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Tanner takes critics to task -

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Tanner takes critics to task

The World Today - Tuesday, 7 April , 2009 12:22:00

Reporter: Lyndal Curtis

PETER CAVE: To discuss the reaction to the Government's announcement we've been joined in Canberra
by the Finance Minister Lindsay Tanner.

To speak to him, our chief political correspondent Lyndal Curtis.

LYNDAL CURTIS: Lindsay Tanner, welcome to The World Today.

LINDSAY TANNER: Pleasure to be with you, Lyndal.

LYNDAL CURTIS: Given your original policy has failed, are you overreaching on a replacement,
developing a scheme that's more than needed and potentially not financially viable?

LINDSAY TANNER: Definitely not.

We're broadly following on a path that a number of other countries are pursuing, particularly in
our region.

The policy we put forward at the election was always intended as a stepping stone to a bigger
approach, namely to get fibre to the premises, and because of the global financial crisis and the
complications that that's produced, the recommendation of the expert panel is that we should go to
the natural conclusion and build the network.

And Nick Minchin's response is literally a joke.

No doubt when the telephone was first being rolled out and telecommunications, he was sitting
around telling people, 'This new-fangled gadget will never catch on'.

The truth is this is the productivity driver of the 21st century.

This is the equivalent of the road and rail network for the 21st century. It's being rolled out in
other countries in our region and around the world.

Australia's been lagging because of the former government's neglect of broadband - we've got to get

LYNDAL CURTIS: But given that, as Nick Minchin says, you couldn't get the private sector to raise
the $5-billion to $10 billion it needed to raise for the old scheme, how can you get them to raise
the $20-billion that will be needed for this new one?

LINDSAY TANNER: Time will tell exactly the depth and breadth of private sector commitment and
interest in the proposition.

But this is a different proposition; it is a much broader, deeper, more substantial proposition
than the one that was put out to tender.

And of course, for reasons best known to themselves, one of the major players in Telstra
effectively excluded itself by not complying with the tender requirements from that process.

Time will tell - it's very easy for Nick Minchin to make glib comments along these lines, but the
truth is that this is where the world's heading.

Australia desperately needs to get in the world forefront on broadband and this will revolutionise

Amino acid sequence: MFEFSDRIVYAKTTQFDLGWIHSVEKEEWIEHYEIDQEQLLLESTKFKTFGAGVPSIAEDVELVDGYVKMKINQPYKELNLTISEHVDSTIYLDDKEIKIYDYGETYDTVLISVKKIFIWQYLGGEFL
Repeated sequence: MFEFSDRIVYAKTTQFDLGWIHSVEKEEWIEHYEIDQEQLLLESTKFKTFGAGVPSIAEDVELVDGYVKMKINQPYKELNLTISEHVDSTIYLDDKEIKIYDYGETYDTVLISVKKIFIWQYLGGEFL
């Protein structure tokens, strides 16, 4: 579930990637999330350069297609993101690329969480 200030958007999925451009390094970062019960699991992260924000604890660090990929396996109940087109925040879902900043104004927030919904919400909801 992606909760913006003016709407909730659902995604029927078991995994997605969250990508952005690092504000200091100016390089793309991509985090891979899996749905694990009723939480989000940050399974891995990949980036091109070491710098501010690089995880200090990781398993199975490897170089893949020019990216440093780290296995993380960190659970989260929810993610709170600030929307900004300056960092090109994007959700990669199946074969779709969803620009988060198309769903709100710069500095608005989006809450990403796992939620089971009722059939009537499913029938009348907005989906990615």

productivity for most businesses, it will dramatically change how education functions, how health
service providers operate, and it's going to provide a lot of great business opportunities for many
Australian businesses.

LYNDAL CURTIS: But it's not possible to say yet at this stage, is it, that the taxpayer-funded
stake in this company will be limited to the $4.7-billion you say the Government's putting in.

LINDSAY TANNER: That's quite right. That's the initial equity stake...

LYNDAL CURTIS: But that may go up?

LINDSAY TANNER: That's right, it's expected that the Government stake will be significantly higher
than that.

These details have to be fleshed out in the implementation study that's going to take about nine
months, and we'll see it roll out initially very quickly in Tasmania, because there's a very
advanced proposal with the Tasmanian Government there, and we'll see the new network gradually
spread across the country over the course of the eight years.

So, Nick Minchin's statement that nobody will get any benefit from this until eight years time is
complete rubbish.

That's when the last person will get benefit.

You'll see countless thousands, millions of Australians getting benefit from this far earlier than

But it's the biggest infrastructure project in our history - it can't be done overnight.

LYNDAL CURTIS: Does this begin the process of structural separation of Telstra, either by its own
hand, through taking a stake in this company, or through your review of regulation?

LINDSAY TANNER: What this will do is solve the problem that we inherited from the former
government, that I as communications shadow minister pointed out endlessly was a result of their
privatising Telstra without addressing the structural issues in the industry.

We ended up with something close to a private sector monopoly, with a big pile of incentives to
diminish competition, diminish innovation and to block the competitive pressures that a genuine
market produces.

And what this will do is leap over that; it will be a wholesale network only.

All comers will be able to purchase capacity and sell retail broadband products and telephony
products on this network to consumers and businesses.

So yes, it will solve that problem.

LYNDAL CURTIS: Lindsay Tanner, thank you very much for your time.

LINDSAY TANNER: Thank you very much.

PETER CAVE: The Finance Minister speaking there to Lyndal Curtis.